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Trump DOJ Denies Delaying Census Citizenship Lawsuit — 4.5 Hours Late


In a lawsuit filed by the State of New York, the U.S. Department of Justice on Saturday morning denied allegations that the Trump Administration engaged in delay tactics during litigation surrounding a citizenship question on the 2020 U.S. Census.  Ironically and problematically, the DOJ filed its denial of delay tactics some four and a half hours after a deadline drawn by a federal judge.

(Note:  a nearly five-hour-late submission might, in some quarters, be considered a “delay.”  We’re just saying.)

Because of the — ahem — “delay” — the federal government also filed a letter with the judge requesting a post-facto four-hour and 30-minute deadline extension, saying DOJ attorneys were unable to file on time “despite [their] best efforts.”  The request for the extension makes clear that federal and local court rules do not favor extensions, but begs for mercy anyways.

The litigation stems from the Trump Administration’s attempt to add the citizenship question to the 2020 U.S. Census. The United States Supreme Court struck down the question in June, ruling that the government’s stated reasons for adding the question were “contrived” and contrary to the government’s own analysis. The Trump Administration originally argued that adding the citizenship question would help with enforcement of the Voting Rights Act by further ensuring minority voters were able to exercise their right to vote despite contradictory evidence from the Census Bureau.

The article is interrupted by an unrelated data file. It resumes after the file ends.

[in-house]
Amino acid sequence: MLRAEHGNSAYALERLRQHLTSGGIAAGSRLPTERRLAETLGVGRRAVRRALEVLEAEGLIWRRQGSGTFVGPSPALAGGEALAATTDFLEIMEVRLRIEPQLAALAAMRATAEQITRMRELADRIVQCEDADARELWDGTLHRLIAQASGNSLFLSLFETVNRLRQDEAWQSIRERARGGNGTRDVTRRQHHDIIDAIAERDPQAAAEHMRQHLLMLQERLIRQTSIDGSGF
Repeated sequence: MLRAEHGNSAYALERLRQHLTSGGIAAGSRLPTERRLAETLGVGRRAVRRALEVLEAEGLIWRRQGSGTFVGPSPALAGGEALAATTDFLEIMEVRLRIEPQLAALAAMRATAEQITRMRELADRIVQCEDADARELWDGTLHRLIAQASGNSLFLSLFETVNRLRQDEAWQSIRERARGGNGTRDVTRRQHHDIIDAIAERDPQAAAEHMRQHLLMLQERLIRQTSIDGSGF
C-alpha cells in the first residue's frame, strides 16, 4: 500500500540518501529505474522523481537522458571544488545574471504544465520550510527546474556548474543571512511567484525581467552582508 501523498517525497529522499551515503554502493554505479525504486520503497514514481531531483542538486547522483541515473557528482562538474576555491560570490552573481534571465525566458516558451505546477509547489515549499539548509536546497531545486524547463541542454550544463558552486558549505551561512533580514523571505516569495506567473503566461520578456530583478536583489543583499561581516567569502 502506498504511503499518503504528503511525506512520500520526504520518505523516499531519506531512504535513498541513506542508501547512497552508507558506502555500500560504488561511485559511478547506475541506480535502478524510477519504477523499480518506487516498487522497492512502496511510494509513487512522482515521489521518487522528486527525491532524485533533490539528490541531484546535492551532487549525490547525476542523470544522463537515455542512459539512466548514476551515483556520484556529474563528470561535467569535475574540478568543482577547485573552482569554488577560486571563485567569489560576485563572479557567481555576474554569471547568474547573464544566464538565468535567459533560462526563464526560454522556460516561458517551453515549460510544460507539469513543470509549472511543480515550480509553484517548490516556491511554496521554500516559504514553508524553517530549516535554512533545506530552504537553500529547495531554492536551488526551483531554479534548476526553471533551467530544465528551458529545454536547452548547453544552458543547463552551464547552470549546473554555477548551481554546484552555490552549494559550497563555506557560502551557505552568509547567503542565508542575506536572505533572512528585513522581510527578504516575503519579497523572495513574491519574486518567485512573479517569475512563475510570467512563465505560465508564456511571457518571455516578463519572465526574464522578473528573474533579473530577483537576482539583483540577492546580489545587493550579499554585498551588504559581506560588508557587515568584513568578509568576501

Following the U.S. Supreme Court’s ruling, New York State asked federal judge Jesse Furman for two things:  (1) new discovery into the administration’s alleged misconduct, and (2) monetary sanctions for the federal government’s “concerted campaign of delay and obfuscation” during last year’s trial.  According to New York’s motion to re-open discovery and impose sanctions, the federal government knowingly provided “false or misleading” testimony thereby committing “fraud on the court.”

“The misconduct was intentional. This is clear from the pattern of Defendants using false and misleading statements and testimony to obstruct Plaintiffs’ from discovering evidence of their true, discriminatory motive,” the motion alleged.

“Defendants’ misconduct was not isolated. It started at the very outset of the case, includes multiple acts of false and misleading statements delivered in testimony, court filings, and communications to Plaintiffs,” attorneys wrote in the motion. “Indeed, Defendants’ misconduct continues through the present day as Defendants have never attempted to correct the record and continue to deny the existence of any misstatement of fact.”

Although a few hours late, the federal government’s latest court filing strongly challenged New York’s allegations, which the DOJ deemed as “baseless.”

“Plaintiffs now seek sanctions against the Government based on a web of speculation that is no more plausible, credible, or grounded in actual evidence than the theories they offered in their original sanctions motion several months ago,” the U.S. DOJ argued.

“Far from advancing a clear case of Government misconduct, Plaintiffs’ motion traffics in speculation and innuendo, accompanied by a series of mischaracterizations of what the record actually shows.”

The federal government also disregarded any notion that Trump Administration officials had engaged in a concerted effort to withhold the truth from the court.

“Plaintiffs’ assertion of a broad inter-agency conspiracy — involving countless public officials in multiple components of different federal agencies — to withhold evidence, frustrate discovery, and mislead the Court in these proceedings, is baseless. Defendants vigorously contested Plaintiffs’ claims during the course of the litigation, but they did so ethically and appropriately,” the federal government wrote.

[Image via Mark Wilson/Getty Images.]

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Jerry Lambe is a journalist at Law&Crime. He is a graduate of Georgetown University and New York Law School and previously worked in financial securities compliance and Civil Rights employment law.